Many artists will tell you that one of the reasons they practice art, is for its therapeutic benefit. I can’t count how many times someone has told me that they practice art because it’s cheaper than seeing a therapist—and while art serves a function in the world that is so much more than therapeutic for its practitioners, this is certainly an inarguable value of art for most.
Most everyone is familiar with Pablo Picasso’s “Blue Period.” This set of works was painted by Picasso between 1901 and 1904 and is defined by works of art displaying monochromatic blue palettes, and emphasizing mournful subject matter. Picasso recalled starting these blue paintings following the suicide of his friend Carlos Casagemas— who was used as the subject of some the pieces included in the Blue Period.
For Picasso, the Blue Period was a coping mechanism and a reflection of the artist’s severe depression. While Picasso’s emotions are plainly obvious and intentionally relevant in this period of works, many artists’ emotions are reflected in their artwork whether on purpose or not. This is so true in fact, that art historians use the “mood” of a piece to help identify when it was produced. If historians know that an artist was experiencing a particularly happy period of their lives in a specific year, they might be able to assess that a brightly colored, optimistic piece was produced during that time.
It’s easy to see that art is deeply tied to artists’ psychologically state, so it makes sense that psychologists and therapists would use art as a therapeutic technique. It’s likely that you’ve heard of “Art Therapy” in the past few years, but we don’t often hear what Art Therapy entails.
Art therapy can be used in a multitude of ways for a multitude of issues. While often used by therapists to help assess the needs of children, art therapy can also be used to help analyze and treat patients with post-traumatic-stress disorder, or patients with cancer and other medical illnesses, who are in need coping of mechanisms. Art therapists also speculate that it could be used to help autistic patients through therapy, as well as patients with dementia.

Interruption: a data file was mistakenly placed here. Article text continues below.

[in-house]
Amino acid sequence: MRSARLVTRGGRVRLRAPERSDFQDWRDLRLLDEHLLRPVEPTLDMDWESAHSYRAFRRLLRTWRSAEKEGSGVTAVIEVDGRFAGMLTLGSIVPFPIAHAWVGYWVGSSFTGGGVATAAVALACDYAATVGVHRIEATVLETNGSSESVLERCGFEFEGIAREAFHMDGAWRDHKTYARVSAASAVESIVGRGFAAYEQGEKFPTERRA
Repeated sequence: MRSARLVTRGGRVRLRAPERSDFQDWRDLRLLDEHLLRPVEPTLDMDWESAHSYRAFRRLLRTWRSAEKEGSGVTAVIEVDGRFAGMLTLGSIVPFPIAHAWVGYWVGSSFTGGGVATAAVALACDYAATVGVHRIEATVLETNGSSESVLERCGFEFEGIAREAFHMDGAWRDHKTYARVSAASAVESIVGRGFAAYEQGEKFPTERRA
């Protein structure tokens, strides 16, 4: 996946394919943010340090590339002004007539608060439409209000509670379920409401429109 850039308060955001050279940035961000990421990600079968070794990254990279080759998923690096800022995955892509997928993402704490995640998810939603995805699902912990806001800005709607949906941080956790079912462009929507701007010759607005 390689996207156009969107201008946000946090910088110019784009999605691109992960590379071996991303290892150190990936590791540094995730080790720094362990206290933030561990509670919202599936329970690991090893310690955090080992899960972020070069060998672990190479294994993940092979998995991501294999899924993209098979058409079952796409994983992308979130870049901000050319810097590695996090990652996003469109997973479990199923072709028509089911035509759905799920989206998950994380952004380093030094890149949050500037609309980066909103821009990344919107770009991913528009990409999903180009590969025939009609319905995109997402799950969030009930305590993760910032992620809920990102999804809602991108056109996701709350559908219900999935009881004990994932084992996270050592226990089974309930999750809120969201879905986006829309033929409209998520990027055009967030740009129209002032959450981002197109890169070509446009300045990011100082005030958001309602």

The goals of art therapy sessions vary from case to case but focus on expression and imagination, rather than technique or skill level. Ideas, feelings, images, and thoughts are always of key importance, as they expose a patient’s psychology state and can provide a platform on which to discuss issues and emotions. For example, if a patient is asked to draw a house, a therapist can then examine what kind of person or people live in the house as well as HOW those people live. And similarly to art historians examining Picasso’s Blue Period, art therapists can assess patients based on the colors they use, the subjects they portray, and the compositions they create.
While art can be a useful tool for therapists to employ, it can also be therapeutic to create. Art is almost always a form of expression and allows an artist to vent their emotions and feelings through creativity. For many artists, it’s also a form of escapism. This is especially true for painters visiting their favorite paint and sip studio, taking classes at community centers, or spending time with a coloring book—all of which not only allows artists to enjoy a break from life, but also an opportunity to practice mindfulness and meditation.
- The Artist's Insight - A monthly blog special by Eric Maille -
I’ve been painting my entire life, but I think you’ll agree with me that being a painter doesn’t make you an artist. An artist must be willing to explore the fascinating world that exists behind paintings- a rich history of unique talents, creative imaginations, innovative techniques, and thoughtful self-expression.
I’ve spent a long time developing that insight and learning from the insight of others, and it's helped me to become a professional painter and illustrator living and working in Norman Oklahoma, and an instructor at Pinot’s Palette Bricktown. Now, once a month, I’ll be providing tips, tricks, and stories from a polished perspective, and an artist’s insight, so that even the casual painter, can become an art-lover and artist themselves!
Sincerely yours, Eric Maille